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This August 2020 publication of our Tax and Accounting Updates looks at the European Union Vietnam Free Trade Agreement (“EVFTA”) that has recently come into effect, the draft EVFTA tariff implementation process, the new Vietnam Tax Administration Law which is now in force, guidelines for the adjusting prior year taxation finalisations as a result of the increase in allowable interest deductions under the Transfer Pricing regulations, along with our regular review of recent Official Letters released by Authorities.

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Vietnam Tax & Accounting Updates - Key Changes for the Month of August 2020

 

EVFTA ENTERED INTO EFFECT FROM 1 AUGUST 2020

After many years of negotiations, the European Union Vietnam Free Trade Agreement (“EVFTA”) took effect on 1 August 2020, paving the way for increased trade between the EU and Vietnam. The EVFTA aims to liberalise tariff and non-tariff barriers for key imports on both sides over a period of 10 years.

EVFTA will eliminate almost 99% of customs duties between the EU and Vietnam. Accordingly, 65% of duties on EU exports to Vietnam are to be eliminated on implementation, with the balance gradually phased out over a period of 10 years. 71% of duties are to be eliminated on implementation on Vietnamese exports to the EU, with the balance to be eliminated over a period of 7 years. From Vietnam’s perspective, the EVFTA will provide direct benefit for key export industries such as smartphones and electronic products, textiles, footwear and agricultural products).

 

DRAFT DECREE ON EVFTA TARIFF IMPLEMENTATION

On 11 June 2020, the Vietnamese Government released a Draft Decree on Vietnam Preferential Export Tariffs and Special Preferential Import Tariff for the implementation of the Free Trade Agreement between Vietnam and European Union (EVFTA) covering the initial 2020 - 2022 period.

This tariff includes export duties and import duties. Items not covered by the Decree will be subject to the tax rates per the MFN Tariff issued at Decree 125/2017/ND-CP.

For imported goods, the conditions for applying the EVFTA preferential tariffs are specified in Article 5, and indicate the goods:

  • Must be listed in the EVFTA Import Tariff
  • Directly imported to Vietnam from
    • EU member countries (except Ceuta and Melilla territories);
    • The Principality of Andorra;
    • The Republic of San Marino;
    • The United Kingdom of Great Britain and Northern Ireland; and
    • Vietnam (for goods imported from non-tariff zones into the domestic market).
  • Meet the requirements on product origin and associated with product origin certificates as required by the EVFTA.

Full implementation of the tariffs are expected shortly, and should be backdated to the effective date of the EVFTA.

  

VIETNAM TAX ADMINISTRATION LAW TOOK EFFECT FROM 1 JULY 2020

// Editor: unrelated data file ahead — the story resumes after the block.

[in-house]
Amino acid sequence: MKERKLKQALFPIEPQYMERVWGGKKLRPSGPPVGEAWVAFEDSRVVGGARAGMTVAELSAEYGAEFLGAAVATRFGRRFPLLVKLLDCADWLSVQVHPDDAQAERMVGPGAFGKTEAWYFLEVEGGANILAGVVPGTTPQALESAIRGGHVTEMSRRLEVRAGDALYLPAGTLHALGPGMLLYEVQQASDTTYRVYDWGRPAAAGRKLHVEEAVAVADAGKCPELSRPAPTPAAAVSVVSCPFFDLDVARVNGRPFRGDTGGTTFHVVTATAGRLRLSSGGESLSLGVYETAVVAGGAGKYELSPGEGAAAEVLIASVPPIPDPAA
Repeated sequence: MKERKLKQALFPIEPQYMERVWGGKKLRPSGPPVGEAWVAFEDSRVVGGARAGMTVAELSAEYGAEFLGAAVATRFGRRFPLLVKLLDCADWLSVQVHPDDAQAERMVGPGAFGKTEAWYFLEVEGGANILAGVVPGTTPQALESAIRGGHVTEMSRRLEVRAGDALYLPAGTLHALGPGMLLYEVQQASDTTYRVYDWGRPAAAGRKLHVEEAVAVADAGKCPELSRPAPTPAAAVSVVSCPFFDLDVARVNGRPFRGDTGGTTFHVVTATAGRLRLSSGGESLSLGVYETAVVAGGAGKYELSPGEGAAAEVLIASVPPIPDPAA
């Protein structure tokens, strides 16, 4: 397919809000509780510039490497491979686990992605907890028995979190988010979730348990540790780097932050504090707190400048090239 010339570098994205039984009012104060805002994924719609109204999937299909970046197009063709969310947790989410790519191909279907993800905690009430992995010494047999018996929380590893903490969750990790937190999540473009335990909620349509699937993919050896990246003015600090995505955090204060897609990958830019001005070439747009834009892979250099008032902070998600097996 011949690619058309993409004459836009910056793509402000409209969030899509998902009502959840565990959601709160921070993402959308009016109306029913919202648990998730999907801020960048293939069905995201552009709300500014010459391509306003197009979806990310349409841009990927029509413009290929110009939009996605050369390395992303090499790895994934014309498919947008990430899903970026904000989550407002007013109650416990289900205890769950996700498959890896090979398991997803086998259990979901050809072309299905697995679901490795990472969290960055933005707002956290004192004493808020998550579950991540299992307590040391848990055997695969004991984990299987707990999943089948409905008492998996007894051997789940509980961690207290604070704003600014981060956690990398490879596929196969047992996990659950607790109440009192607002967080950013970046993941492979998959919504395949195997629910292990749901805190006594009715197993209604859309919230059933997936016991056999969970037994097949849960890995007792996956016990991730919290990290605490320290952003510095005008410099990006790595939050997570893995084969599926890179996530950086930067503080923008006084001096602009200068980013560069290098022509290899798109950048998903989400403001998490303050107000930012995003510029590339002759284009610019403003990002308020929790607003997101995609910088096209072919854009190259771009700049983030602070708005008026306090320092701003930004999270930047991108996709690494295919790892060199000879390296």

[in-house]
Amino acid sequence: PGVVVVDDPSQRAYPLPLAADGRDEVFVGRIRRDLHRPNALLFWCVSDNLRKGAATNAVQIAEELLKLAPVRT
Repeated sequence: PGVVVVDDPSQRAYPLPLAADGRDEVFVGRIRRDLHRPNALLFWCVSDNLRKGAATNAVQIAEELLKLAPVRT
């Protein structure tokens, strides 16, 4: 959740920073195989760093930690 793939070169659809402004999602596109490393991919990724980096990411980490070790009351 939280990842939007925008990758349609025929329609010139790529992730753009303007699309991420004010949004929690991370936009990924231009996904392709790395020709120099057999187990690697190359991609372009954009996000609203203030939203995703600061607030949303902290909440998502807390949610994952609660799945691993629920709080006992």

covering Tax Administration, and which took effect from 1 July 2020.

Significant changes from the new Tax Administration Law include:

  • Increased enforcement and enhanced controls on related-party transactions, with Tax Authorities having additional power to collect taxes, particularly in instances where individuals or companies attempt to evade tax. To ensure compliance, Vietnamese tax authorities will increase cooperation with international jurisdictions through information exchanges under the Law.
  • The use of E-invoices is compulsory per the Law, with transitional periods for certain Enterprises.
  • The Deadline for Personal Income Tax (“PIT”) finalisation is extended to 120 days from the current 90 days from the calendar year-end. This extension only applies to individuals who finalise their annual PIT returns directly with the tax authorities.
  • The deadline for lodging Quarterly and Annual tax declarations with the Tax Authorities is extended to:
    • Last day of the month after the quarter ends; and
    • Last day of the third month after the calendar end date or financial year-end date (for annual finalisations/declarations).
  • Taxpayers are entitled to the right to be informed about the timeline for processing tax refunds, non-refundable amounts, and the legal basis for such non-refundable tax amounts. Further, taxpayers are not subject to penalties if they declare and pay taxes following the official guidance from Tax Authorities.
  • Foreign enterprises, not having a permanent address in Vietnam, carry out e-commerce business are obligated to directly or authorised others to register taxes, declare and pay for taxes arising from their business activities.
  • Legal representatives of an entity in Vietnam will need to ensure their companies are tax compliant. Authorities could prohibit the legal representatives from leaving the country if their company has not paid due taxes.
  • Deadlines for tax refunds are:
    • For a refund before examination – 6 working days upon the date of the acceptance notification for tax refund application; and
    • For a refund after examination – 40 days upon the date of the acceptance notification for tax refund application.
  • Taxpayers who seek to appeal a decision are required to pay the full tax amount as well as any penalties and late payment interest. However, if the taxpayer wins the appeal, they are entitled to additional interest of 0.03% per day on the refunded amount.

Additional implementing Decrees are expected to assist with certain aspects of the Law.